The Mould-Specific M46 Gene is Not Essential for Yeast-Mould Dimorphism in the Pathogenic Fungus Histoplasma capsulatum
Histoplasma capsulatum (Hc) is the causative agent for the respiratory infection histoplasmosis. The fungus exists in the environment as a saprophytic multi-cellular mould. Spores are inhaled by mammals whereupon the organism will convert into the single-celled yeast morphotype resulting in infection. The shift to the yeast morphotype is required for pathogenesis. Most studies on dimorphism have examined yeast-phase-specific genes and few mould-phase-specific genes have been investigated. It is likely, that some mould-phase-specific genes must be downregulated for the yeast to form or upregulated for the mould to form. We isolated a strongly expressed mould-specific gene, M46 , from an expression library enriched for mould upregulated genes in Hc strain G186AS. To determine if M46 is involved in dimorphism, M46 was ectopically expressed in yeast phase growing temperature, and an m46 knockout strain was created via allelic replacement. Ectopically expressing M46 in yeast, did not induce filamentous growth. Genomic disruption of M46 by allelic replacement did not alter the morphology of the mould as seen in bright field microscopy, scanning electron microscopy, and transmission electron microscopy. A growth curve study, revealed that M46 is not involved in maintaining the growth rate of cells. These findings indicate that the mould specific M46 gene is not necessary nor essential for dimorphism, maintaining the normal mould morphology, and growth rate of Histoplasma capsulatum.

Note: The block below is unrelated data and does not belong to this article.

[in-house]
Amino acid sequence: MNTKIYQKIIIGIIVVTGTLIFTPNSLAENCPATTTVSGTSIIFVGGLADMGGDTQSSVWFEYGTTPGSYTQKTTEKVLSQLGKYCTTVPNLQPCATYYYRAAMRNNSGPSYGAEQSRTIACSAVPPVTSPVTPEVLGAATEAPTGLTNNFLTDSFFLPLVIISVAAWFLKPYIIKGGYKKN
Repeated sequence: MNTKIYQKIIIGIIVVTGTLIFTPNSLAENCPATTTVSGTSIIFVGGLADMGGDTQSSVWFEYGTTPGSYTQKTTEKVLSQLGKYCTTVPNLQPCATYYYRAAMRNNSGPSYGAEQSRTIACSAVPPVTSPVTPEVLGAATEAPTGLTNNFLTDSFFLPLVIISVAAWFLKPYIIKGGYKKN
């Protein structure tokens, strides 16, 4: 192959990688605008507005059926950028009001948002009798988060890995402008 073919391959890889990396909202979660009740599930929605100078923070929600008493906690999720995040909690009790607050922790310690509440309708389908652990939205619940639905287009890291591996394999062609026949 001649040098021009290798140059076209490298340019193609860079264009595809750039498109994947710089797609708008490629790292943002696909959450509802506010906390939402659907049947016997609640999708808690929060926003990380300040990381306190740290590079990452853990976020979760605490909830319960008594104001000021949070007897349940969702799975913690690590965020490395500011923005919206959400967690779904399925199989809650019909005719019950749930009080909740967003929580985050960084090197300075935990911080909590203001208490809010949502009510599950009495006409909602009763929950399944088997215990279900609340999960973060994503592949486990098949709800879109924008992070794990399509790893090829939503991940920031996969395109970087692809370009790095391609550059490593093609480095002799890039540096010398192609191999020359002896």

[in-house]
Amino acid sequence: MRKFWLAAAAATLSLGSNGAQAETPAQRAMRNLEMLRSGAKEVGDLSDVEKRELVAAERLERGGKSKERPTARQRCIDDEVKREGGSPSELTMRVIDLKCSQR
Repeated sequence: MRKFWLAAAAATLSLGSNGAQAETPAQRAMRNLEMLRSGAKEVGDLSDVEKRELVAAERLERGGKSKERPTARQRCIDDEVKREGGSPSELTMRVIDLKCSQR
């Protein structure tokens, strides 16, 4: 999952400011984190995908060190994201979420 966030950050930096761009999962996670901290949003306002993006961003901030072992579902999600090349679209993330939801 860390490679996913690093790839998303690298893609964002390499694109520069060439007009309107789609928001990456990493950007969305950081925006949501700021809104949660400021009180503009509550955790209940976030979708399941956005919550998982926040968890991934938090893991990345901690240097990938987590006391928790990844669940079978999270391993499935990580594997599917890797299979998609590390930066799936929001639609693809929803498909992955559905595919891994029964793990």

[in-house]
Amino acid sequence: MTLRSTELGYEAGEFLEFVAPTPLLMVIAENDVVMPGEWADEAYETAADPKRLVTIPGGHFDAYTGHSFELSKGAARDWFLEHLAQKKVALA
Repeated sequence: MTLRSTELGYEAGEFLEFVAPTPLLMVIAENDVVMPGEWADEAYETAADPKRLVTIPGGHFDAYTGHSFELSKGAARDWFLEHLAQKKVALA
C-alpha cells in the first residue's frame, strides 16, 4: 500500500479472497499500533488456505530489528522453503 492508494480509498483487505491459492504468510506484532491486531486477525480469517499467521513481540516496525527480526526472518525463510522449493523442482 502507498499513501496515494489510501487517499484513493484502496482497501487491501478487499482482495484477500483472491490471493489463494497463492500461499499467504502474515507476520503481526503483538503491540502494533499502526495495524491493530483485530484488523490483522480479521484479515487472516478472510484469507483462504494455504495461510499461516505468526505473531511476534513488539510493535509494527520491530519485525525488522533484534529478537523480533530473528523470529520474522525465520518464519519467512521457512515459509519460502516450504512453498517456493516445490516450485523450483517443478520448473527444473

(2016). The Mould-Specific M46 Gene is Not Essential for Yeast-Mould Dimorphism in the Pathogenic Fungus Histoplasma capsulatum. Medical Mycology, 54(8), 876-884.
Available at: https://aquila.usm.edu/fac_pubs/15730